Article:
“During that summer basically, I met like my closest friends, I got really close with my girlfriend right now, Grace,” Quaide said. “I got really close with everyone I’m close with today.”  


In Conclusion, Here’s a Compilation 

I owe my musical mementos to a band whose songs have been key components and a constant through the ups and downs of my college experience. I remember driving to college with “It’s Called: Freefall” by Rainbow Kitten Surprise blasting on the radio as I braced myself for the fall into a world of new experiences.

 I remember being in Dogwood Residence Hall that freshman year when everything from the state of the world to the state of my personal life had hit the ceiling. One of the only comforts was to hear the strum of the guitar and lead singers hums in “All’s Well That Ends.”

 I remember driving with my boyfriend as the sun set on the parkway sophomore year, basking in the light and uplifting bridge of “First Class.” 

Junior year came and went with “Polite Company” in both my headphones and my life. And here I sit typing this senior year listening to their new release “Drop Stop Roll,” reminding myself to stop, take a deep breath and roll with the remainder of the year, embracing every moment.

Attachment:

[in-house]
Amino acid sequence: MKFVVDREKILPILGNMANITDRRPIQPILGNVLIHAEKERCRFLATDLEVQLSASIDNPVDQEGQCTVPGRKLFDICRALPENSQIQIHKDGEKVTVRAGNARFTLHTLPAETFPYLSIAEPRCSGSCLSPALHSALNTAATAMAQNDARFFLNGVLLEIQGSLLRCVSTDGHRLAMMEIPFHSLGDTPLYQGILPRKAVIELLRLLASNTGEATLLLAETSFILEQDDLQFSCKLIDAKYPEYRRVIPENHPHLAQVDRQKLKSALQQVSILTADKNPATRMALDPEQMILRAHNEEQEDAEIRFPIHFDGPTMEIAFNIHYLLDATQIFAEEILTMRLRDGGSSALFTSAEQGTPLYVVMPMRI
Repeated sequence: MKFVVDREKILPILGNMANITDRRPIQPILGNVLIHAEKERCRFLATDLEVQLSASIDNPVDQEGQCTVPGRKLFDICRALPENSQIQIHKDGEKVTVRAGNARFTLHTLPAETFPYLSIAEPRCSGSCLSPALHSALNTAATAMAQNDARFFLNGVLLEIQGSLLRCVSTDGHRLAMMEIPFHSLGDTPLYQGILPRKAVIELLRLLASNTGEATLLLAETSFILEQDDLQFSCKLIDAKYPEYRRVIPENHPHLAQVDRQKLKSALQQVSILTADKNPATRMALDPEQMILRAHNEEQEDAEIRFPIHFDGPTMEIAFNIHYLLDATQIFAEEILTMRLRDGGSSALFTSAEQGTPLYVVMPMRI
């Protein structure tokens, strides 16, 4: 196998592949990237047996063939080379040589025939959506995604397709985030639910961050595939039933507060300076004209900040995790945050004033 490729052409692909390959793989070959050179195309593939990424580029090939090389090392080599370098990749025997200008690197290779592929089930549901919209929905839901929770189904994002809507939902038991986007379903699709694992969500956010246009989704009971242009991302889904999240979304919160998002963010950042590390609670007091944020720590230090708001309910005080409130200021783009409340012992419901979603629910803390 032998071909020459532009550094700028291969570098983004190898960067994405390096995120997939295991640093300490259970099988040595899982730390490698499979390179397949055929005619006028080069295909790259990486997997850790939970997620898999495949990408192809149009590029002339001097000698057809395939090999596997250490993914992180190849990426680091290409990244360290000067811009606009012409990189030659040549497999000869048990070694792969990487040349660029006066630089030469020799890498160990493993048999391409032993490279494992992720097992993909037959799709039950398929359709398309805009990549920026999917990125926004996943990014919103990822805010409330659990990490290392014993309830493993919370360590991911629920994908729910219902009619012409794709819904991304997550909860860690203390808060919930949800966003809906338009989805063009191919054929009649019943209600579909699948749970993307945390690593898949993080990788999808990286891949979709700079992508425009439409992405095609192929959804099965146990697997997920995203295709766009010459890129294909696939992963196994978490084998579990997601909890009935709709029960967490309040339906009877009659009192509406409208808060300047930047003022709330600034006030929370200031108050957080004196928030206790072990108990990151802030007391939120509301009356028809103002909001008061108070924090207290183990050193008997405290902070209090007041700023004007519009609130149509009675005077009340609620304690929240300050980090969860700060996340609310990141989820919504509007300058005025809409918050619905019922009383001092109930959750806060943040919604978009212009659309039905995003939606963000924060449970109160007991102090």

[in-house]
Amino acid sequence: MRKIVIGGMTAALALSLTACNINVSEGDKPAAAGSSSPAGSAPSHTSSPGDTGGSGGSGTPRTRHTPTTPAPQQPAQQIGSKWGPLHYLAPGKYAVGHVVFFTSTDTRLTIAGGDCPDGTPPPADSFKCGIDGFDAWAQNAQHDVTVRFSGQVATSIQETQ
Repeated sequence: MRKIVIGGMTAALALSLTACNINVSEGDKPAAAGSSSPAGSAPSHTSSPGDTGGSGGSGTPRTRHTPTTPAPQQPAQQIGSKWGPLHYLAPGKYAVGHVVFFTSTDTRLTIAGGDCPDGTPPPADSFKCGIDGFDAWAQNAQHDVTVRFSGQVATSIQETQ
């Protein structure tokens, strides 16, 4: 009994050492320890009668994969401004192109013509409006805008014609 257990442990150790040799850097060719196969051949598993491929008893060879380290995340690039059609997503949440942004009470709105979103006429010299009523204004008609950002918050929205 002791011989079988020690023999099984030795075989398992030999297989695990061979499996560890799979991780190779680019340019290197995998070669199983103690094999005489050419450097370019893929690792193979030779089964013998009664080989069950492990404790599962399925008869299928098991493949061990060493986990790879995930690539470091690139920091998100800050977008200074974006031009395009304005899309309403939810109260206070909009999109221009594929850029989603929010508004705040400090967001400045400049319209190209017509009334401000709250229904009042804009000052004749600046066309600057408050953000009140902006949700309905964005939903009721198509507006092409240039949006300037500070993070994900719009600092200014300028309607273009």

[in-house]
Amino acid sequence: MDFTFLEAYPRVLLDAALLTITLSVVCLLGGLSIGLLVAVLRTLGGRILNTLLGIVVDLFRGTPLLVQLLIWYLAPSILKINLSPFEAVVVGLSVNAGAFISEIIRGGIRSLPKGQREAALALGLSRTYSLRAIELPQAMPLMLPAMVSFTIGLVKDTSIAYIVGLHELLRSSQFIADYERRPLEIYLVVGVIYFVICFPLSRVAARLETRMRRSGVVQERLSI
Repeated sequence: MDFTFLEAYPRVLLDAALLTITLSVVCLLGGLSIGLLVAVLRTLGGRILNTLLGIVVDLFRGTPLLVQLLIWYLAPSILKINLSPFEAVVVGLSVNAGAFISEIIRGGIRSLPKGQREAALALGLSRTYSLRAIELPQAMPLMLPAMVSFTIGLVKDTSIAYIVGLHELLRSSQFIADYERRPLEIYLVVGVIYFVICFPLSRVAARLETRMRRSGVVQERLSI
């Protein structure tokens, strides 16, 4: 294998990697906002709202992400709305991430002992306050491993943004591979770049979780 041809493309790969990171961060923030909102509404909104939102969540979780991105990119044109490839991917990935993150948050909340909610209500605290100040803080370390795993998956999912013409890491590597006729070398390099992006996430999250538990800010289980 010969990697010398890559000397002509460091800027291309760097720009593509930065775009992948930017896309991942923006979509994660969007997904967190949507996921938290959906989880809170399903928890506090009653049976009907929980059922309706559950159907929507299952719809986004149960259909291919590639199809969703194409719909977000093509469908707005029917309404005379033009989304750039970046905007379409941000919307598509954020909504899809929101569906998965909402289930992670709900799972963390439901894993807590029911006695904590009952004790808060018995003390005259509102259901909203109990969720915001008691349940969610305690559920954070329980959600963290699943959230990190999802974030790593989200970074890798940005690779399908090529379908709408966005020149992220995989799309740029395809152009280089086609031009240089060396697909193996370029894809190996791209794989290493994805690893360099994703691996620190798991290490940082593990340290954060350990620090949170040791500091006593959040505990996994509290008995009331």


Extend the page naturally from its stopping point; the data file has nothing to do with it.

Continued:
These songs aren’t direct translations of the memories I’ve had listening to them, but they are the threads in the quilt of my college experience, weaving moments together into a colorful construction of the most influential years of my life. 

It is always comforting to know that RKS formed their group in Boone. It was a serendipitous fact I didn’t know until living here; but their music perfectly captures the feeling of being here and thankfully through mixtapes such as this one, I can carry that feeling with me wherever life takes me next. 

After all, Sheffield said “there are all kinds of mixtapes. There is always a reason to make one,” and what better reason than graduation, the closing of one chapter and beginning of the next.